• Happy_Homeowner - I love Airbnb!! I think it's a shame that this is happening with the law issues–it's such a great service and option for many people who are both looking to save and make money. ReplyCancel

  • CashRebel - I love the idea of airbnb, and i think its a shame that its getting beaten up. There has to be a way for us americans to start to share more. Im sure this ruling will not be the last one. Fascinating article! ReplyCancel

  • Janine - This is crazy! I can't believe this – i just used Airbnb in NYC! ReplyCancel

  • Laura Vanderkam - I think it's a great service too, but one reason rates are cheaper than hotels is that a one-night landlord doesn't have to follow all the same rules as hotels. You can debate whether all the regulations on hotels (and, incidentally, landlords in NYC) are good or bad, but it doesn't seem fair that they don't apply to everyone equally. It will be interesting to see how this winds up playing out — didn't uber (the car service) get ruled against in NYC too? ReplyCancel

    • Well Heeled Blog - I agree. Even though it's great for my pocket book, it does seem unfair that one-night landlords can get by without following the regulations of hotel-owners. ReplyCancel

  • JW_Umbrella Treasury - I haven't used Airbnb yet, but it seems like a fantastic option. And, I love the Jr. 1 Bedroom that you posted in the picture. I would stay there in a New York minute! ReplyCancel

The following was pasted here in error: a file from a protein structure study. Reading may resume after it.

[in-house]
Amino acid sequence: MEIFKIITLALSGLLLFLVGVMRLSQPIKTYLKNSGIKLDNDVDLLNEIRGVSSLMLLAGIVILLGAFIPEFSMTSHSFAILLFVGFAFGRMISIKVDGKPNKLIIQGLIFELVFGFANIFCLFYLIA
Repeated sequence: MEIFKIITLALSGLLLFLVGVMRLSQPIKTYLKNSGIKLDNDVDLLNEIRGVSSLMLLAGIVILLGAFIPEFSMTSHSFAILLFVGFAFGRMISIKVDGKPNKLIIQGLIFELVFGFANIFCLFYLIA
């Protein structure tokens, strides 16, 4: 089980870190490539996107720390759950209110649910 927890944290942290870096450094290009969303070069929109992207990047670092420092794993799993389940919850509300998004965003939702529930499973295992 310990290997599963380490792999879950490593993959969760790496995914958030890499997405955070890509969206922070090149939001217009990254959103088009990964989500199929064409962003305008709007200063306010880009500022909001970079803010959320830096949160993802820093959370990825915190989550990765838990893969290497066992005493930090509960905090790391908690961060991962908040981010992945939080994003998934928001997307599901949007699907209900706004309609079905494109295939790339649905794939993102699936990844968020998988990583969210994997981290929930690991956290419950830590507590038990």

• Little House - That stinks! I've looked into AirBnB before, but never rented anything from them. Hotels are so expensive in New York, it seemed like a great way to save some money. That's an unfortunate ruling. ReplyCancel

  • The Asian Pear - ack. Well, there goes my plans for a quick visit to NYC and staying with airbnb too. I don’t think I can afford otherwise. ReplyCancel

  • CT Yankee - If the property in question is owner-occupied, what is the difference between an AirBnB stay and having a house guest for a few days? In MHO it's very much the same thing. I used AirBnB for a Toronto trip and saved substantially over what a 5 night hotel stay would have cost. I will be using AirBnB in Las Vegas in a few weeks and again will be saving a substantial amount vs a stay in a strip hotel.

    It is not the politicians' business to get involved in what hotels may consider unfair competition. The 2 venues (hotel vs home or apartment) are far from being the same thing. With an AirBnB stay it's very much like staying with a friend, while at a hotel a completely different set of amenities are expected. I recently traveled to Phoenix where an AirBnB stay was no where near as convenient as a hotel, and the savings was minimal. I opted for a hotel.

    As a former member of my local land use board I can understand their concerns but quite honestly I do not agree with them. Unless there is a nuisance factor involved, the politicians should stay out of it. Let the hotels and the AirBnB hosts duke it out on their own. ReplyCancel